Co-operative learning: Group processing and students' needs for self-worth and belonging
The purpose of this study was to examine students' perceptions of the extent to which group processing, a principle of co-operative learning, satisfies their needs for self-worth and belonging. Eight mature age pre -university students completed a scaled questionnaire; five of them also took part in a focus group interview, in the week following a 12 week long preliminary study into the efficacy of group processing with regard to students' learning.
The results indicated that students perceived group processing as helping them express their affective needs, and monitor their behaviours and achievements in terms of these needs. The participants perceived group processing as contributing, to some extent, to the satisfaction of their needs for self-worth and belonging. Unexpectedly and perhaps critically, students also perceived group processing as contributing to their needs for acceptance. The findings suggest that a relationship may exist between feelings of self-worth, belonging and acceptance and perceptions of the influence of group processing on these senses.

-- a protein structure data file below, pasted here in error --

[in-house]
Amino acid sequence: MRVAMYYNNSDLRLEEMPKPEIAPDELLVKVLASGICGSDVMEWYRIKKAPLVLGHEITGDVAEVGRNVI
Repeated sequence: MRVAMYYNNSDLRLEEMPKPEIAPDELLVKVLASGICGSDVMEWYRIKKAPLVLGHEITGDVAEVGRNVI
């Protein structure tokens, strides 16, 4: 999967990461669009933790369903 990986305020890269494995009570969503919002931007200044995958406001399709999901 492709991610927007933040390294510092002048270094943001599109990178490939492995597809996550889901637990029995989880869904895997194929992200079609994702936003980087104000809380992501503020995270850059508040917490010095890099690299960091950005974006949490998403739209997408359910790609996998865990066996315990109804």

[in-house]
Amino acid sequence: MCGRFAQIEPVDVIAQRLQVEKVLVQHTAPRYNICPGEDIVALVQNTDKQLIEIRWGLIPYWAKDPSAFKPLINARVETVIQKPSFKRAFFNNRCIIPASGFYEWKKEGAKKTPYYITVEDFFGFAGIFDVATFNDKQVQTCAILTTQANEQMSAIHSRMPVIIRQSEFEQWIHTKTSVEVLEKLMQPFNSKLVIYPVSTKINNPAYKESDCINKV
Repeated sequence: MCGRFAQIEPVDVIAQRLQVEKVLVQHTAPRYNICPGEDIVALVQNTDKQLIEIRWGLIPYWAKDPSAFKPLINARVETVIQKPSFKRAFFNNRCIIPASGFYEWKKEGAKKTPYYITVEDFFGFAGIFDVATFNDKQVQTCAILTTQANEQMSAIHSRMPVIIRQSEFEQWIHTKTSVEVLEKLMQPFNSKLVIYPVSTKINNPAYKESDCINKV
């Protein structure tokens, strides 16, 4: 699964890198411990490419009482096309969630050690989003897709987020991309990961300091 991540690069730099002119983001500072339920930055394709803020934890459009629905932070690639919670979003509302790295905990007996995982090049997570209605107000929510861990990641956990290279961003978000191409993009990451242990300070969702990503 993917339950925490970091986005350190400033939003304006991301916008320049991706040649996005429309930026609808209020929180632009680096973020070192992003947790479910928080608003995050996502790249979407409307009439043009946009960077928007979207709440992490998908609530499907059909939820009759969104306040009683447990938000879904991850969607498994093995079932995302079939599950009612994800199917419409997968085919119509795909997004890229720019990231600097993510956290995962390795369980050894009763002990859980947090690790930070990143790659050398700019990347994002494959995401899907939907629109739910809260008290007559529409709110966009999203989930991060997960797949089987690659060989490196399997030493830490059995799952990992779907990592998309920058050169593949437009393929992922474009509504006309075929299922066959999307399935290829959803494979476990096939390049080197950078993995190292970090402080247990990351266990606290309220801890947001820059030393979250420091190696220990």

Consequently, practitioners cannot afford to dismiss the possibility that the satisfaction of students' needs for acceptance may be a vital ingredient of effective learning and teaching and that further research into co-operative learning, and group processing in particular, in relation to acceptance is likely to contribute to effective learning and teaching.
Number of Pages159
PublisherCentral Queensland University
Place of PublicationRockhampton, Queensland
SupervisorDr B Moriarty
- Master's by Coursework Thesis
- With publication